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The process of spatial knowledge acquisition in a square and a circular virtual environment.

Jansen-Osmann P, Heil M - Adv Cogn Psychol (2008)

Bottom Line: In all measurements of spatial knowledge acquisition an overall developmental performance increase from younger children to adults was found.In contrast to that, the exploration and learning behavior did not differ between adults and children.The advantage of spatial knowledge acquisition in a circular environment in three of four tasks is discussed.

View Article: PubMed Central - PubMed

Affiliation: Department of Experimental Psychology, Heinrich-Heine-Universität Düsseldorf, Germany.

ABSTRACT
This study investigated the effect of the environmental structure (circular vs. square environment) on spatial knowledge acquisition in a desktop virtual situation in which self-determined movement was allowed with a total of 120 participants: 7-, 8-year-old children; 11, 12-year-old children, and adults. In all measurements of spatial knowledge acquisition an overall developmental performance increase from younger children to adults was found. In contrast to that, the exploration and learning behavior did not differ between adults and children. Furthermore, the environmental structure influencedthenumber of trials needed to learn the two routes used and the distance walked to the determined landmarks. All these tasks were easier in a circular than in a square environment. This influenceofthe environmental structure was absent in the direction estimations task. The advantage of spatial knowledge acquisition in a circular environment in three of four tasks is discussed.

No MeSH data available.


Mean deviation of distance walked between Bob and Fish dependent upon								age group. Error bars indicate standard errors.
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Figure 7: Mean deviation of distance walked between Bob and Fish dependent upon age group. Error bars indicate standard errors.

Mentions: Concerning the distance walked between the two objects in the maze, a univariate analysis of variance revealed a significant influence of the factors type of maze, F(1, 108) = 11.7, p = .001, η2 = .095, and age group, F(2, 108) = 4.5, p < .05, η2 = .075. No significant interaction between type of maze and age group was found, F(2, 108) = 0.7, η2 = .012. Participants walked longer distances in the square maze (m=2569.13, SE = 280.55) than in the circular maze (m = 1317.23, SE = 246.85), see Figure 3a, and younger children (m=2574.05, SE = 399.55) walked longer distances than older ones (m=2033.30, SE = 350.60) and adults (m=1240.22, SE = 211.42), see Figure 3b.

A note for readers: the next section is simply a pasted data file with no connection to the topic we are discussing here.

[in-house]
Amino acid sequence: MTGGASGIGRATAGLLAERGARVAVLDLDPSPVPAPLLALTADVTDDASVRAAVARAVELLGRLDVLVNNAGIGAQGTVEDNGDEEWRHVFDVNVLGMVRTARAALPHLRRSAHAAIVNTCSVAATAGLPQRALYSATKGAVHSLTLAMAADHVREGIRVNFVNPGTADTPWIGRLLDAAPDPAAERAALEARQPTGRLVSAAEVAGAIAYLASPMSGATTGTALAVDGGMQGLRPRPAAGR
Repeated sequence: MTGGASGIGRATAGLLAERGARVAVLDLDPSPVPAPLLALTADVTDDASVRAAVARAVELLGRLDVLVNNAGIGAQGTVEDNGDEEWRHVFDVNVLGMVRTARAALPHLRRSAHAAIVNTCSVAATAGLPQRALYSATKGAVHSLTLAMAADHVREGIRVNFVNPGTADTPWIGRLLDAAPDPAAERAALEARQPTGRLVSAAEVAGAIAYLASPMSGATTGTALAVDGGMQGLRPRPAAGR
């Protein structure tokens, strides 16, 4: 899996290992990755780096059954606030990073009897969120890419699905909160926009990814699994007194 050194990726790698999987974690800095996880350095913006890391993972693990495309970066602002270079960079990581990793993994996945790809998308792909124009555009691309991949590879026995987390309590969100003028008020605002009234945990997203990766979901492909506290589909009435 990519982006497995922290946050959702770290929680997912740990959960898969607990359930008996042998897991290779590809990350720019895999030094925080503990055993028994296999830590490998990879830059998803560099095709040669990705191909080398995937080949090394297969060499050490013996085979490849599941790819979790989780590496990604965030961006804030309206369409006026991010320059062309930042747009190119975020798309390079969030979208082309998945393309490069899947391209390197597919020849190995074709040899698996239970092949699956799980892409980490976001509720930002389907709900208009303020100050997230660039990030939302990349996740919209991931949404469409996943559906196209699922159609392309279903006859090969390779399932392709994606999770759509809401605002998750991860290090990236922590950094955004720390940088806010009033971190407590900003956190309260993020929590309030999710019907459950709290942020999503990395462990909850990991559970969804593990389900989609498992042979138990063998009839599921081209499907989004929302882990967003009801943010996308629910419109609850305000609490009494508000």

The process of spatial knowledge acquisition in a square and a circular virtual environment.

Jansen-Osmann P, Heil M - Adv Cogn Psychol (2008)

Mean deviation of distance walked between Bob and Fish dependent upon								age group. Error bars indicate standard errors.
© Copyright Policy - open-access
Related In: Results  -  Collection

License
Show All Figures
getmorefigures.php?uid=PMC2864992&req=5

Figure 7: Mean deviation of distance walked between Bob and Fish dependent upon age group. Error bars indicate standard errors.
Mentions: Concerning the distance walked between the two objects in the maze, a univariate analysis of variance revealed a significant influence of the factors type of maze, F(1, 108) = 11.7, p = .001, η2 = .095, and age group, F(2, 108) = 4.5, p < .05, η2 = .075. No significant interaction between type of maze and age group was found, F(2, 108) = 0.7, η2 = .012. Participants walked longer distances in the square maze (m=2569.13, SE = 280.55) than in the circular maze (m = 1317.23, SE = 246.85), see Figure 3a, and younger children (m=2574.05, SE = 399.55) walked longer distances than older ones (m=2033.30, SE = 350.60) and adults (m=1240.22, SE = 211.42), see Figure 3b.

Bottom Line: In all measurements of spatial knowledge acquisition an overall developmental performance increase from younger children to adults was found.In contrast to that, the exploration and learning behavior did not differ between adults and children.The advantage of spatial knowledge acquisition in a circular environment in three of four tasks is discussed.

View Article: PubMed Central - PubMed

Affiliation: Department of Experimental Psychology, Heinrich-Heine-Universität Düsseldorf, Germany.

ABSTRACT
This study investigated the effect of the environmental structure (circular vs. square environment) on spatial knowledge acquisition in a desktop virtual situation in which self-determined movement was allowed with a total of 120 participants: 7-, 8-year-old children; 11, 12-year-old children, and adults. In all measurements of spatial knowledge acquisition an overall developmental performance increase from younger children to adults was found. In contrast to that, the exploration and learning behavior did not differ between adults and children. Furthermore, the environmental structure influencedthenumber of trials needed to learn the two routes used and the distance walked to the determined landmarks. All these tasks were easier in a circular than in a square environment. This influenceofthe environmental structure was absent in the direction estimations task. The advantage of spatial knowledge acquisition in a circular environment in three of four tasks is discussed.

No MeSH data available.